I found this touching letter written by a man battling Alzheimer’s. The author’s son submitted the letter, which was written by his father nearly 10 years ago at the onset of the disease.
…if I fight it and think positively maybe I can conquer this Alzheimer fellow . It would be a pleasure to laugh at him and say goodbye. Think of what you have achieved in the past years and these thoughts will help. You have raised children, and they have loved you and you are so fortunate. Appreciate what you have. You have to be strong, I realize, but you can do it! I volunteer at two hospitals and enjoy taking people to their destinations in the hospital. I sometimes (actually quite often) joke with them. As I am leading patients upstairs, I will humour them a bit by telling them “I am taking you first to Las Vegas” and then we will go up in the elevator. They always laugh and say, “Oh please!” It makes them feel good and I feel good also. Another casualty of the fiendish Mr. Alzheimer is the family. My family takes good care of me but sometimes I feel they are at fault because they are being overprotective. They mean well but it makes me feel like a nothing. In my case, I am on the borderline of Alzheimer’s. I say this because, I am not that bad. I forget names, that is all! I was advised not to drive but I still feel that I can drive better than all the hot-shots on the road to-day. I have not seen the statistics of my condition and on my next visit to my doctor I will ask him to show me the results of my tests. I still play a great game of tennis, I bowl and do all the normal other things that people do, and yet I have this Alzheimer’s’ stigma. Maybe if they (whoever they may be) could live with me and see how I act daily I wouldn’t be put in this category.
To read the entire piece, check out The Birthdays Continue Despite Alzheimer’s Disease. It will make you smile.
Its a common malady in health care settings to think of a patient or client in terms of their disease or diagnosis. Come to think of it, we all have a tendency to view people within a categorical lens; it’s what we’re taught to do.
Sometimes it seems like people would rather be diagnosed with any other disease than Alzheimer’s or dementia. It is a devastating condition to live with, no doubt. It can often be even more crushing for the family of the dementia patient. One of the hardest things in the world to witness is your loved one fading away…and with Alzheimer’s/dementia, there are typically years of mental and cognitive decline that precede bodily or physical deterioration. The person *looks* the same and *seems* the same on the surface, but their personality, language ability and memories are being torn away from them. That’s a terrifying and sad thing to see happen in the people who mean a lot to us.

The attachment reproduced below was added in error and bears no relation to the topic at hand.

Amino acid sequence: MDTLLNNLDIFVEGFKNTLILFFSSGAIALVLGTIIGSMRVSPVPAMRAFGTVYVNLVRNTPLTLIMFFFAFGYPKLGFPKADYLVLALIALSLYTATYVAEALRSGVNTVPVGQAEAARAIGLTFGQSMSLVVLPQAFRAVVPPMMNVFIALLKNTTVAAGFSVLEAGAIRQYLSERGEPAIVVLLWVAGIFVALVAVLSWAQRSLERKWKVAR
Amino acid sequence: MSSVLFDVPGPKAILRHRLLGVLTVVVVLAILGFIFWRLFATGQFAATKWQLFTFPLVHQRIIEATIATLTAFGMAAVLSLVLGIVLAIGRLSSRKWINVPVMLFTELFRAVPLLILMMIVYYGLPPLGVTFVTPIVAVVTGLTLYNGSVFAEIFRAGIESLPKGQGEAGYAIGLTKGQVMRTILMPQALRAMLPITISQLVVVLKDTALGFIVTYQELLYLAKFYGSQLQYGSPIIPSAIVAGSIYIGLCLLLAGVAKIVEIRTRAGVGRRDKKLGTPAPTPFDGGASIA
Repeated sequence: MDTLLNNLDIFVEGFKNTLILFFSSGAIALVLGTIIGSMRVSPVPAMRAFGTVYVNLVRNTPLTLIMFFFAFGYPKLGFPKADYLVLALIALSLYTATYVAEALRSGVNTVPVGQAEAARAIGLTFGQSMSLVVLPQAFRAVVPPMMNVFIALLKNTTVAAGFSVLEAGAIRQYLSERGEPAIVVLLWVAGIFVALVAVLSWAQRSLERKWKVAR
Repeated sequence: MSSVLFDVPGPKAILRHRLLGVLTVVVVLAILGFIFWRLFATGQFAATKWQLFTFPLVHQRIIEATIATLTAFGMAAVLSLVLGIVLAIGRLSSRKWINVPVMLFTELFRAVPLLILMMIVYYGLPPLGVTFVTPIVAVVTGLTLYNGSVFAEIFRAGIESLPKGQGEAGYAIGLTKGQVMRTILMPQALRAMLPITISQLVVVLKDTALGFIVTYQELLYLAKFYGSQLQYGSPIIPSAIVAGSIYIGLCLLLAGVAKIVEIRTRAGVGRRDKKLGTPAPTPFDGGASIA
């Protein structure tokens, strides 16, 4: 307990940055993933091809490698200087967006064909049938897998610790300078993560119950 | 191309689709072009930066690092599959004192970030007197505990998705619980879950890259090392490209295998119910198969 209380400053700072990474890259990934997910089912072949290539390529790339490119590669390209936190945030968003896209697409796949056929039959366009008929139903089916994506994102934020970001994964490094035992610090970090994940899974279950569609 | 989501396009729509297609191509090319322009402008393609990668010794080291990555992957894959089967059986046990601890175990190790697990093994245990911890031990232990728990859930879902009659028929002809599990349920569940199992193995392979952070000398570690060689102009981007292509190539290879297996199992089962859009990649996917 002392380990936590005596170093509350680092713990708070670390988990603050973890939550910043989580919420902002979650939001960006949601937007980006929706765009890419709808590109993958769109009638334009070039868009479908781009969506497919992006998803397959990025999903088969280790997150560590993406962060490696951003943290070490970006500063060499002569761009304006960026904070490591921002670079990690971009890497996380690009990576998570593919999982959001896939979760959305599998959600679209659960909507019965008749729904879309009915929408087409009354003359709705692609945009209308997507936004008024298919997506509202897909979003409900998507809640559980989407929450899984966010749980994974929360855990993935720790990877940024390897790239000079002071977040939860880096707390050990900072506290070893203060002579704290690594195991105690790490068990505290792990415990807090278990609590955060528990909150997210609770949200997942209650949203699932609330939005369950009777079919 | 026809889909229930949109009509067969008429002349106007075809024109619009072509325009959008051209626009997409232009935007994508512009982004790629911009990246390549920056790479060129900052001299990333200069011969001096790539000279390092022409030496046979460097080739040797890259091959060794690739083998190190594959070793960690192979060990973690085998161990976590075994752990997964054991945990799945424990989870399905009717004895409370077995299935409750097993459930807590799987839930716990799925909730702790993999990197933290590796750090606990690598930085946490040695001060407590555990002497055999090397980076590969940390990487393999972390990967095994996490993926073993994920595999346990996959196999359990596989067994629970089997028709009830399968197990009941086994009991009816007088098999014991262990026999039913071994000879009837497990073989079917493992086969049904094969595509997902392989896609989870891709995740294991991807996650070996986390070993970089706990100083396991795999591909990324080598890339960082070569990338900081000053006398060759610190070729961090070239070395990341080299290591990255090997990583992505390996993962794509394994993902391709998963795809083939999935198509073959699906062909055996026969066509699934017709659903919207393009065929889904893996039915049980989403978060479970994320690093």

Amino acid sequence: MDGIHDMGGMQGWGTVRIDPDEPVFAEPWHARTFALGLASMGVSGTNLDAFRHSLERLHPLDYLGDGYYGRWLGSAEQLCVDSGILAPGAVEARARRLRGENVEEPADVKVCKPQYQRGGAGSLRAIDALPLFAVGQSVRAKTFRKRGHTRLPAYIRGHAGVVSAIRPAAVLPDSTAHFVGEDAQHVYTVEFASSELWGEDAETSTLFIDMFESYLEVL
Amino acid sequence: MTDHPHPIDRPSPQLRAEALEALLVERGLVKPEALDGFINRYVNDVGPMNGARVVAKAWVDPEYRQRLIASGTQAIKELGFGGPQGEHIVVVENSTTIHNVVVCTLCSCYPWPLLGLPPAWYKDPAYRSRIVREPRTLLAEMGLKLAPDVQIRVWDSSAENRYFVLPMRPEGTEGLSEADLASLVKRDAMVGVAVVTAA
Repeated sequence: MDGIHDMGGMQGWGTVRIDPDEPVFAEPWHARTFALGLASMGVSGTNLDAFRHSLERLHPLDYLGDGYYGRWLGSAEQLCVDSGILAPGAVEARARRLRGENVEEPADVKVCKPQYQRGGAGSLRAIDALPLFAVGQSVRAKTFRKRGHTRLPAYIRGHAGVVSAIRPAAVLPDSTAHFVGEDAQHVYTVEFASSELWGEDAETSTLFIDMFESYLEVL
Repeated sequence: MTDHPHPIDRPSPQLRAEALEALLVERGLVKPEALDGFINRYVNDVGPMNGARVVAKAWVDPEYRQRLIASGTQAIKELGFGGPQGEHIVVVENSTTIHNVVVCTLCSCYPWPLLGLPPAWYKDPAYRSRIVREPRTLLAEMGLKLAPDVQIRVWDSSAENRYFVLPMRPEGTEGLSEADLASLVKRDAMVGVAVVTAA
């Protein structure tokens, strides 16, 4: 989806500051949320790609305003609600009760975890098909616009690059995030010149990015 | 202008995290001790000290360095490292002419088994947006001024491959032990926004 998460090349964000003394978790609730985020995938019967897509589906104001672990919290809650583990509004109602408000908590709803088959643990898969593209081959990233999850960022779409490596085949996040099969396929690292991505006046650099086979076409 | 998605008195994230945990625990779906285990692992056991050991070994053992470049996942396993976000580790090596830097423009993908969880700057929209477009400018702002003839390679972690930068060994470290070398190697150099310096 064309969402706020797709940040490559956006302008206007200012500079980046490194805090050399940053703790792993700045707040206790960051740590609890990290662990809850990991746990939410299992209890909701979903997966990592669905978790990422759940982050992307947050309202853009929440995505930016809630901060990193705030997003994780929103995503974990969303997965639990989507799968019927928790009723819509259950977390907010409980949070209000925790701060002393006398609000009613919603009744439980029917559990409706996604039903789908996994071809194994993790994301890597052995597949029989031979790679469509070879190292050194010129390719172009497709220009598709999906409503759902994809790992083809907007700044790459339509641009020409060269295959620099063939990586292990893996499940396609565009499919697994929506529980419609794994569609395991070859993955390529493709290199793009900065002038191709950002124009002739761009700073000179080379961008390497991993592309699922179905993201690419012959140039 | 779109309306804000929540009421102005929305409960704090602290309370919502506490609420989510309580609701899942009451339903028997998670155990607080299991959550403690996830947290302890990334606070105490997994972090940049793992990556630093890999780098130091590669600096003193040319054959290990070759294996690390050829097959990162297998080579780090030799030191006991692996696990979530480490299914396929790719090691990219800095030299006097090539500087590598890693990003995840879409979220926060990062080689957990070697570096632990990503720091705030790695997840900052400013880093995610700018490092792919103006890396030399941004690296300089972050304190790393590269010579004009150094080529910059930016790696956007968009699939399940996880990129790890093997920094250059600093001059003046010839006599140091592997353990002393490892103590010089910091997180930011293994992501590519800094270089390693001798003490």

Still, a dementia diagnosis need not be the end of the world.
Just because your loved one can’t recall what they did five minutes earlier, doesn’t mean they don’t enjoy continuing to share and engage in their relationships. Dementia can be an isolating disease, whether the individual lives in a long term care facility or in the community. In the earlier stages, the person often is able to recognize that something is not right within them. They notice some of the mental and cognitive changes taking place. Many people become embarrassed or ashamed by what is happening to them, and therefore begin to pull away from their family, friends, and activities. They don’t want anyone to perceive that they have a memory problem and they certainly don’t want to be identified solely by this degenerative and mind-robbing condition.
If you have a loved one with Alzheimer’s Disease or dementia, one of the best things you can do for them is continue to include them in your life. It doesn’t matter if you are repeating the same news over and over to them, or if they tell you the same stories from their childhood as though its the first time they shared it with you. People with dementia just want to have someone they can talk with. It means so much to be able to share in other people’s lives and keeping connected to the world outside sometimes helps the person with dementia to retain many of their cognitive skills for a longer time than if they remained isolated.
And keep in mind: dementia may be a part of the person’s medical diagnosis, but it is not ALL of what makes them who they are and always were to you.